NCL issues recommendations to avoid another baby formula shortage
May 19, 2022
Media contact: National Consumers League – Katie Brown, email@example.com, (202) 207-2832
Washington, D.C. – The National Consumers League shares the very real concerns of new parents regarding the recent shortage of infant formula. Our hearts also go out to parents who have lost babies due to contaminated powdered formula and those whose infants suffered devastating health consequences from the contaminated product.
We appreciate the FDA’s multifaceted approach to increase infant formula supply, including allowing foreign manufacturers of baby formula to sell their products in the U.S. Additionally, the Biden Administration has implemented the Defense Production Act, which will be important in increasing production by requiring suppliers to prioritize getting needed inputs to the infant formula manufacturers. Initiating the DPA also allows the Administration to use Department of Defense contracts with commercial cargo lines to speed the transport of foreign products into the U.S. and onto store shelves across the country. These actions are critical steps in combatting this formula shortage issue. We applaud Congress for supporting emergency legislation to address the formula shortage.
However, while addressing the shortage is the most pressing issue, first and foremost, the responsibility lies with the Abbott facility in Michigan whose reckless actions set events into motion. Abbott failed to follow safety protocols, falsified documents to the FDA and then shipped contaminated formula exposing our most vulnerable little consumers to foodborne illnesses. Those actions triggered an FDA investigation and subsequent recall, leading to the current shortage.
We are also troubled that the FDA, for its part, took almost two months to act on the whistleblower complaint sent to the agency in October 2021. That report cited unsanitary conditions, contamination of formula, and serious allegations against company officials at the Abbott Facility in Michigan. This complaint should have received immediate attention given the vulnerability of infants, whose immune systems are just developing. This plant is also responsible for producing a great deal of the formula sold to federal WIC program. (The Special Supplemental Nutrition Program for Women, Infants, and Children). We think both civil and criminal charges are in order. The shortage demands that the FDA source infant formula from countries already approved for importing formula. It’s also time to create a single food safety agency and create an office to oversee the safety and supply of infant formula.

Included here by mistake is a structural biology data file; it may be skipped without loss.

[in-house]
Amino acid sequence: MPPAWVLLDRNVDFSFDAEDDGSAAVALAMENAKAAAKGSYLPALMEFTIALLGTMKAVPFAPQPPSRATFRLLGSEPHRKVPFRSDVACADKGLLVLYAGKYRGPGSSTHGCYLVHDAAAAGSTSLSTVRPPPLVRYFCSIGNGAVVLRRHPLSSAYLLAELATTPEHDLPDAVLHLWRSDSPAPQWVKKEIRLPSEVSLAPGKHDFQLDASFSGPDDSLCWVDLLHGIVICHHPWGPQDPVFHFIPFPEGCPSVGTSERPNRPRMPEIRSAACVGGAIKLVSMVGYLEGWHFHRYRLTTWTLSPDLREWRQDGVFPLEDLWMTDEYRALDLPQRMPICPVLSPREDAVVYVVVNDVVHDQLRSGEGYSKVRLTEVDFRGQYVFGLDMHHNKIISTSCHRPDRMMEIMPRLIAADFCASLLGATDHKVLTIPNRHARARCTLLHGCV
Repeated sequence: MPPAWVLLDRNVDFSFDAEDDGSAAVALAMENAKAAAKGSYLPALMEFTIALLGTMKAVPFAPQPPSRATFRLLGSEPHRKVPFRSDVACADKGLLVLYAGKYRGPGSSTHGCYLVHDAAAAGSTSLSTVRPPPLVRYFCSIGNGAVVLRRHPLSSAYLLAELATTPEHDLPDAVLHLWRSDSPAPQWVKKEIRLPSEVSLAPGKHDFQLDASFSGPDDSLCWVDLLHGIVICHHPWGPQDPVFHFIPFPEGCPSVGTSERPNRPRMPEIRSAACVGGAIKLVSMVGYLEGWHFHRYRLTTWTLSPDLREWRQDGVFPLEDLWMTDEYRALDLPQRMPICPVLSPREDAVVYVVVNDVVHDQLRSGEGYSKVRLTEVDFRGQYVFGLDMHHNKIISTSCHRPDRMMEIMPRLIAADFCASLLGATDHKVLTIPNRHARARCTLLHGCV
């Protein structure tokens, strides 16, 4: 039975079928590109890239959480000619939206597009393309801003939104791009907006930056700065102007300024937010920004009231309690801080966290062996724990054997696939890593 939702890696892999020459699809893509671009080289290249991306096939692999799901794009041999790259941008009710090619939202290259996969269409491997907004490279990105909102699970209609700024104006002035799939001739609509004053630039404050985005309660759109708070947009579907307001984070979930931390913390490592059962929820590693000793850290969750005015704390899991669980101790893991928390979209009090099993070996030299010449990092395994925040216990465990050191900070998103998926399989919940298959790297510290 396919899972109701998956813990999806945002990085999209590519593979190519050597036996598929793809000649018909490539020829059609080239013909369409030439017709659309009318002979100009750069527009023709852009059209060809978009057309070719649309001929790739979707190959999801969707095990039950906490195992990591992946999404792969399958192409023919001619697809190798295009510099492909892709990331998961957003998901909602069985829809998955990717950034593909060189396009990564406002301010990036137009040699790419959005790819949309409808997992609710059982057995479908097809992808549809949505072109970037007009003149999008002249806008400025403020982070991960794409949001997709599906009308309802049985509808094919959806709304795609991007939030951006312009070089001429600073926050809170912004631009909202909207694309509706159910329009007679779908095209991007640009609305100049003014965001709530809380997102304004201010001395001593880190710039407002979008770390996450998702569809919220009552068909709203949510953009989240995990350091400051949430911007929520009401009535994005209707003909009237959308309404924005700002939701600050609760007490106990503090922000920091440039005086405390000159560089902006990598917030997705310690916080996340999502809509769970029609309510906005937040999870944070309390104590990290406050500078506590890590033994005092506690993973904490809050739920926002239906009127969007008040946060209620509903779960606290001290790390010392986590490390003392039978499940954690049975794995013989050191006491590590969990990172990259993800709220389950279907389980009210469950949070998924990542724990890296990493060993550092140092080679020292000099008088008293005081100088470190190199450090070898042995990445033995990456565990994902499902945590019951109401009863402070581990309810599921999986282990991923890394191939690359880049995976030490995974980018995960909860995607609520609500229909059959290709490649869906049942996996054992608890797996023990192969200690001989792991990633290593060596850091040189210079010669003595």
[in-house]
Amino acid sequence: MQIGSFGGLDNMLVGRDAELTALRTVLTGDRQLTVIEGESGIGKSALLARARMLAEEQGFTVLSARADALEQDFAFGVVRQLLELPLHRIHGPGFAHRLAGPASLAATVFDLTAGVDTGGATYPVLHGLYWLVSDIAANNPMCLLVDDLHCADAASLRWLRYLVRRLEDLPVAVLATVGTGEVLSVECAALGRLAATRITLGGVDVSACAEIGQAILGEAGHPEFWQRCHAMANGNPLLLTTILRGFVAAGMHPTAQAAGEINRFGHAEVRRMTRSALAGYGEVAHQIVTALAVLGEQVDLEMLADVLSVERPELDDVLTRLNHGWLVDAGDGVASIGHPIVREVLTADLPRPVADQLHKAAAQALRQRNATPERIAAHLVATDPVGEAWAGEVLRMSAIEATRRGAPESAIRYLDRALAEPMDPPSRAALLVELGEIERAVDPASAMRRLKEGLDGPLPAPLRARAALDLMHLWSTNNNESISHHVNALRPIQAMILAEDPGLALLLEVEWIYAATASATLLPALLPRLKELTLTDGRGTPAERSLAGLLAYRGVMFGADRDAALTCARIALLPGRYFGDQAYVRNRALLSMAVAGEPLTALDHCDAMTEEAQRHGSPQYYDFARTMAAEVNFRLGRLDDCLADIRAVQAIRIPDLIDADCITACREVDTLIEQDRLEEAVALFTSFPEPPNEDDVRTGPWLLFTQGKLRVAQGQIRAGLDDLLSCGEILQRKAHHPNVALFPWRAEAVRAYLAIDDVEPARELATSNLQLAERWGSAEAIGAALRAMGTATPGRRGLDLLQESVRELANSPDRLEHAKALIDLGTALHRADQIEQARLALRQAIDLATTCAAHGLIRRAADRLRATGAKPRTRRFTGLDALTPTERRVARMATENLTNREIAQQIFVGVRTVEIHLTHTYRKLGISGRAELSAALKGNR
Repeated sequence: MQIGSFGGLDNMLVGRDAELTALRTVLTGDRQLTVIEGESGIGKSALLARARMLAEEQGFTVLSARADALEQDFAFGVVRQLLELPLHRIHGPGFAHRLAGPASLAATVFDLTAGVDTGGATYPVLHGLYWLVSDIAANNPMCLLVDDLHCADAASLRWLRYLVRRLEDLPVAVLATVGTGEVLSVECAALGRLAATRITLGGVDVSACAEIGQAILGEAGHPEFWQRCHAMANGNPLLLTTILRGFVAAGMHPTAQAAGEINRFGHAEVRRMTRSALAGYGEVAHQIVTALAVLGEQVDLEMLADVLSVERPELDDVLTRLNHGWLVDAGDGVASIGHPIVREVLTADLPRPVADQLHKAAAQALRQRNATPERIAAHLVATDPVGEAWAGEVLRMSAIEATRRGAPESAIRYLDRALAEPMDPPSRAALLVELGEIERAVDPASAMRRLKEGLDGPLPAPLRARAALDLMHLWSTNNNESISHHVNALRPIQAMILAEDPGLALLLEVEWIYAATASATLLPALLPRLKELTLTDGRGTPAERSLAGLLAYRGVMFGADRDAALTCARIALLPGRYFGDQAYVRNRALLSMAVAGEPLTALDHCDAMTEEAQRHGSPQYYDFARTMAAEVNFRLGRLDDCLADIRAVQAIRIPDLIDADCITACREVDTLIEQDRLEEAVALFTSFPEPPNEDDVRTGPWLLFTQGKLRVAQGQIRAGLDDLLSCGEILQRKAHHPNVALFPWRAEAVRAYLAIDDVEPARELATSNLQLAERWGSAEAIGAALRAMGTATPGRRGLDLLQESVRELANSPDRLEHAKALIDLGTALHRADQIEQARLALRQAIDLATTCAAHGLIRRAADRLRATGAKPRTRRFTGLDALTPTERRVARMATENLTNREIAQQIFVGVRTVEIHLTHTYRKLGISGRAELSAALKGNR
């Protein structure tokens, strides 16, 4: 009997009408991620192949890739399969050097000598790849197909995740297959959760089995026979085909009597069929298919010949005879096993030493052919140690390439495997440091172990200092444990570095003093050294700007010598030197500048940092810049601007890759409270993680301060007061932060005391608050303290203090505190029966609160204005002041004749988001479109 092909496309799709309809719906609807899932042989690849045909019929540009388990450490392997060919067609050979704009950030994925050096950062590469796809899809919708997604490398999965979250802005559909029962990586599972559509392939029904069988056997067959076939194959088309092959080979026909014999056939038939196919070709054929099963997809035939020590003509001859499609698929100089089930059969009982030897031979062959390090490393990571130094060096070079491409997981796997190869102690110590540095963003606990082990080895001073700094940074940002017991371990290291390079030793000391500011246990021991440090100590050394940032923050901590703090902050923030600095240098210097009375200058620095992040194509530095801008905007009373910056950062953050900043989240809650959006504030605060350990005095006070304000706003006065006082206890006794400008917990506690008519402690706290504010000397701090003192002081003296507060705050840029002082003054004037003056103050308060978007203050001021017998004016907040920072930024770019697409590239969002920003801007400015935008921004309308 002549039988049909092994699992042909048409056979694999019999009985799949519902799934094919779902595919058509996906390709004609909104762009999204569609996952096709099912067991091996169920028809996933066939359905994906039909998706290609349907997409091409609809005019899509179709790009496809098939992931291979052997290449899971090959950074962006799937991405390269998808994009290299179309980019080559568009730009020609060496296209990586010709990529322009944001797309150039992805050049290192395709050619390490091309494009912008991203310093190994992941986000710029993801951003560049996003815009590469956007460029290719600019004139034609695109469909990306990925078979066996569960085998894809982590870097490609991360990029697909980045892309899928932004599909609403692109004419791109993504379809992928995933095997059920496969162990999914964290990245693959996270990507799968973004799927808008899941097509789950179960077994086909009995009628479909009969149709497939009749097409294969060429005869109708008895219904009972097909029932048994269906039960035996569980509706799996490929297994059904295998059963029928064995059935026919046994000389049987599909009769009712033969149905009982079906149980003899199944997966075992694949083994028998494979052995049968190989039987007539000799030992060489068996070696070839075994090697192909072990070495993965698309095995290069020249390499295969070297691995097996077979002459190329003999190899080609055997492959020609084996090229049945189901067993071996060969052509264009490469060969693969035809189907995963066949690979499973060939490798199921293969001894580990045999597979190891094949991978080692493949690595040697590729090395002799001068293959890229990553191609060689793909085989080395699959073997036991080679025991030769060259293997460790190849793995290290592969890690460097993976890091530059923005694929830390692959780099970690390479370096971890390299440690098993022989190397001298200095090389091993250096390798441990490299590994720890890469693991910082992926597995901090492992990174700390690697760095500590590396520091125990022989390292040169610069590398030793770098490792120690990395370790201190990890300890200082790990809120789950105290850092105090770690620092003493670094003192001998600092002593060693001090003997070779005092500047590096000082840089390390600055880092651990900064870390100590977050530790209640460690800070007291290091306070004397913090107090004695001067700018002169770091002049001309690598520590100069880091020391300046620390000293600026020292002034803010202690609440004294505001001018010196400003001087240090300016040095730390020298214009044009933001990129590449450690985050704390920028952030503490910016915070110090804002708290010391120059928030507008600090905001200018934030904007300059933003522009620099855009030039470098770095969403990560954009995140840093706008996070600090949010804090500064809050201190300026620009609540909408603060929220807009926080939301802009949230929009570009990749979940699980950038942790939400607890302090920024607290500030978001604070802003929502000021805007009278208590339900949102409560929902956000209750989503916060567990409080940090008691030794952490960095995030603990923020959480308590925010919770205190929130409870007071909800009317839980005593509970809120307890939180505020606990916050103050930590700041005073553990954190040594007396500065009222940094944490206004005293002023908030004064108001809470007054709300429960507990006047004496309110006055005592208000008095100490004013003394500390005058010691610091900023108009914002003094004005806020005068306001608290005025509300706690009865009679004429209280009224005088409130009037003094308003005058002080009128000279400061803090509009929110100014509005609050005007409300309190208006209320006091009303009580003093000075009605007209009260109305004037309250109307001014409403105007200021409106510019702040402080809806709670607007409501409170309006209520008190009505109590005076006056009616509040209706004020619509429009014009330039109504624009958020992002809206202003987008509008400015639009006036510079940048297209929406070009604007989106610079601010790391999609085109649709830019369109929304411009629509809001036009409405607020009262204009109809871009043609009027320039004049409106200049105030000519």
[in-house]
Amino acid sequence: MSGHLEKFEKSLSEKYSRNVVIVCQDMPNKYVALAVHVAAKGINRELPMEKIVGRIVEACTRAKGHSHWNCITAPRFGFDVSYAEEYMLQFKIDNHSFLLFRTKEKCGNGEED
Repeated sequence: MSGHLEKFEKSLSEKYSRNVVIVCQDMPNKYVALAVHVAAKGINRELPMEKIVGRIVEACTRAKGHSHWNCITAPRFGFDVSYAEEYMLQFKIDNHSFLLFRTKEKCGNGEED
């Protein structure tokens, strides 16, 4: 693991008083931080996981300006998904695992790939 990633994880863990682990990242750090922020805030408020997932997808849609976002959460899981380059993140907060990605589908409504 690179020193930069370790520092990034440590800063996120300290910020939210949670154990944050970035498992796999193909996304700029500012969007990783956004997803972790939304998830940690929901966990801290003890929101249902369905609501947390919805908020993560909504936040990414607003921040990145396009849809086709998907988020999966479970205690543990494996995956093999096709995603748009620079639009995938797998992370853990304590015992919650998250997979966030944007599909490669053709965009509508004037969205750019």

A summary of NCL’s recommendations include:
- Immediate sourcing of infant formula from countries that are already approved to import the product
- Opening the Abbott plant once the FDA can reach an agreement with the company to ensure production of infant formula will be under strictest safety and quality control.
- A full investigation of the Abbott facility, and criminal and civil charges brought against those who falsified data or knowingly allowed the shipment of contaminated formula
- Expansion of the number of companies making infant formula
- Creation of a single food safety agency and appointment of a baby formula safety and supply chain expert
Infants are our most vulnerable and precious consumers and they rely on us to protect them. We have let them down and safety provisions must be put in place to ensure that this never happens again. NCL stands ready to work with Congress, consumers, businesses, and the FDA to ensure the safety of infant formula is never compromised again.
About the National Consumers League (NCL)
The National Consumers League, founded in 1899, is America’s pioneer consumer organization. Our mission is to protect and promote social and economic justice for consumers and workers in the United States and abroad. For more information, visit www.nclnet.org.